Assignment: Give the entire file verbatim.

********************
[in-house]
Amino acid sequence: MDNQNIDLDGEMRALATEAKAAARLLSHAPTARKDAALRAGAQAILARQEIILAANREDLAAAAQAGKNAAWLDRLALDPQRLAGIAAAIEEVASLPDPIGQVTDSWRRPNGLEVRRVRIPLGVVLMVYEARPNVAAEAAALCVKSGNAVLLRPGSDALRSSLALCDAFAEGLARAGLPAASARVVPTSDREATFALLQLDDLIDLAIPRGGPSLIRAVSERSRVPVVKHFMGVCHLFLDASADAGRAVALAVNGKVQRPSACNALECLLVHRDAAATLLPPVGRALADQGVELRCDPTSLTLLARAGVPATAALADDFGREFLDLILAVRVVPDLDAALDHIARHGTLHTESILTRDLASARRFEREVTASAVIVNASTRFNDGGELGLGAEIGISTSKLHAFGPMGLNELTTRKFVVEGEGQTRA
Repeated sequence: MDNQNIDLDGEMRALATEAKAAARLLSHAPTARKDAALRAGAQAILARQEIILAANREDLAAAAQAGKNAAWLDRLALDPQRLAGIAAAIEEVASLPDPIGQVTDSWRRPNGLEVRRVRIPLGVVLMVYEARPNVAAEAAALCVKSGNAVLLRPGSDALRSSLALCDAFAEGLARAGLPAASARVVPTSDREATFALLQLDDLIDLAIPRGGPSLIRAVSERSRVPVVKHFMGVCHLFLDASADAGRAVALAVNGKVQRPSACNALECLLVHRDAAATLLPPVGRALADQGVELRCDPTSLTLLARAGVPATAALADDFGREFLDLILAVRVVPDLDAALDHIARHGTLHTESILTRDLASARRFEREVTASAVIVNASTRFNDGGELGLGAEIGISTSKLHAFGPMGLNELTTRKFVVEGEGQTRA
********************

[in-house]
Amino acid sequence: MDNQNIDLDGEMRALATEAKAAARLLSHAPTARKDAALRAGAQAILARQEIILAANREDLAAAAQAGKNAAWLDRLALDPQRLAGIAAAIEEVASLPDPIGQVTDSWRRPNGLEVRRVRIPLGVVLMVYEARPNVAAEAAALCVKSGNAVLLRPGSDALRSSLALCDAFAEGLARAGLPAASARVVPTSDREATFALLQLDDLIDLAIPRGGPSLIRAVSERSRVPVVKHFMGVCHLFLDASADAGRAVALAVNGKVQRPSACNALECLLVHRDAAATLLPPVGRALADQGVELRCDPTSLTLLARAGVPATAALADDFGREFLDLILAVRVVPDLDAALDHIARHGTLHTESILTRDLASARRFEREVTASAVIVNASTRFNDGGELGLGAEIGISTSKLHAFGPMGLNELTTRKFVVEGEGQTRA
Repeated sequence: MDNQNIDLDGEMRALATEAKAAARLLSHAPTARKDAALRAGAQAILARQEIILAANREDLAAAAQAGKNAAWLDRLALDPQRLAGIAAAIEEVASLPDPIGQVTDSWRRPNGLEVRRVRIPLGVVLMVYEARPNVAAEAAALCVKSGNAVLLRPGSDALRSSLALCDAFAEGLARAGLPAASARVVPTSDREATFALLQLDDLIDLAIPRGGPSLIRAVSERSRVPVVKHFMGVCHLFLDASADAGRAVALAVNGKVQRPSACNALECLLVHRDAAATLLPPVGRALADQGVELRCDPTSLTLLARAGVPATAALADDFGREFLDLILAVRVVPDLDAALDHIARHGTLHTESILTRDLASARRFEREVTASAVIVNASTRFNDGGELGLGAEIGISTSKLHAFGPMGLNELTTRKFVVEGEGQTRA